I used to be in favor of the death penalty. My opinion has changed over the past few years: I am in favor of the death penalty in theory, but after seeing the
innocence project and the Duke Lacrosse case, I am of the opinion that
our legal system is too corrupt to ensure that we are not executing the

Maurice Patterson was convicted of murder in 2002 for a fight where the
victim was stabbed 14 times. Three people witnessed the fight,
fleetingly and in the dark, and a fourth witness claimed to have seen a
man with blood on his hand hiding from the police. All four witnesses
identified Maurice Patterson in a live lineup weeks after the attack,
but they only testified regarding these identifications after being
threatened with Contempt of Court.

A bloody knife was found near
the scene and sent to Orchid Cellmark for DNA testing. STR test results
excluded Patterson, indicating a mixture of the victim’s profile and an
unknown profile. Comparison to the State CODIS DNA database revealed
that the unknown profile belonged to a drug addict with a history of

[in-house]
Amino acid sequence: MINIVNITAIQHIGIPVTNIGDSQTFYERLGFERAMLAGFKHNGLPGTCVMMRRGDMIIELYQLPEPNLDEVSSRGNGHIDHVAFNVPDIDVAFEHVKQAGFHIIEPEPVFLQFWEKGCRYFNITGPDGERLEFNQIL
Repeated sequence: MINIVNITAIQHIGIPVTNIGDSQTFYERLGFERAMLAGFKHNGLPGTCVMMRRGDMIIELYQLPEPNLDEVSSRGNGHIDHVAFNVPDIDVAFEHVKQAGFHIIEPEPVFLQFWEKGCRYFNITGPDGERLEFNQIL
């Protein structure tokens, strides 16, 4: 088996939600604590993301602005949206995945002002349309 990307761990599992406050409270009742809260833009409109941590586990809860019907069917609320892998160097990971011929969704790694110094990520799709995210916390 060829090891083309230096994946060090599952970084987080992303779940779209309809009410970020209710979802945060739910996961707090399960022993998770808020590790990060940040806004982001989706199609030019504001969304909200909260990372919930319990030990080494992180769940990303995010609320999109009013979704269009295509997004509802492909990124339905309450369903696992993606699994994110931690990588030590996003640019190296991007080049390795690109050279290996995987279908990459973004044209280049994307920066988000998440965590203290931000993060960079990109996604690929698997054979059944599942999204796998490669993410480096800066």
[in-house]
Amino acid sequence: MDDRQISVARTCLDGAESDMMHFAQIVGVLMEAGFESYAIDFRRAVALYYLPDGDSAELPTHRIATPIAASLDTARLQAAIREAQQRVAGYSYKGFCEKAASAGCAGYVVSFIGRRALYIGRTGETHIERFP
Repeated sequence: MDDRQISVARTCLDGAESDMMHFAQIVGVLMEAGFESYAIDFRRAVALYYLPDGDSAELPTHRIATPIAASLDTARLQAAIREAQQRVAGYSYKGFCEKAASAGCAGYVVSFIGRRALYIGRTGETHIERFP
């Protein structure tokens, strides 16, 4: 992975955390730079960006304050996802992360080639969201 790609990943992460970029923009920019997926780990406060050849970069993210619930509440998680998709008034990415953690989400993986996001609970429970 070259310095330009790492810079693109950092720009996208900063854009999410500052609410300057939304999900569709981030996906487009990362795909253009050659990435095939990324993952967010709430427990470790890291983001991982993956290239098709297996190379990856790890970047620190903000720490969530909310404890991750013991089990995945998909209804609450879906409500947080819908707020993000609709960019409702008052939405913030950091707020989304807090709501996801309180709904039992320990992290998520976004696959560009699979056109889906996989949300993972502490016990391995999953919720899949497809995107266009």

violence. Though the State Police Forensic Science Center had been
notified that the sample included the victim’s blood, this information
was never directly communicated to the Cook County State’s Attorney’s
Office. Prosecutors continued with the case against Patterson regardless
of the exculpatory results.

Robert Wilcoxson and Kenneth Kagonyera served almost 10 years in North
Carolina prisons for a murder they didn’t commit before a three-judge
panel overturned their convictions on September 22, 2011, based on DNA
evidence proving innocence.

In this case, a man was killed during a home invasion, and police managed to secure confessions from the two defendants. Three bandanas and two pairs of gloves were located on the side of the
road near the Bowman residence and were collected by deputies as
evidence in the case. The bandanas and gloves found near the crime scene
were submitted for pre-trial DNA testing. Results excluded all six
co-defendants, however this information was never turned over to
Kagonyera or Wilcoxson’s attorneys.

we have DNA and such, but when the system is so corrupt that
exculpatory evidence is “lost” or buried, we are executing the innocent.
That makes us all as a society guilty of murder.

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1 Comment

Anonymous · November 2, 2012 at 3:27 pm

I don't think it necessarily makes us all guilty of murder, but I feel it would make guilty the detectives, prosecutors and whoever else was involved in suppressing or destroying evidence of murder if someone was wrongfully executed.

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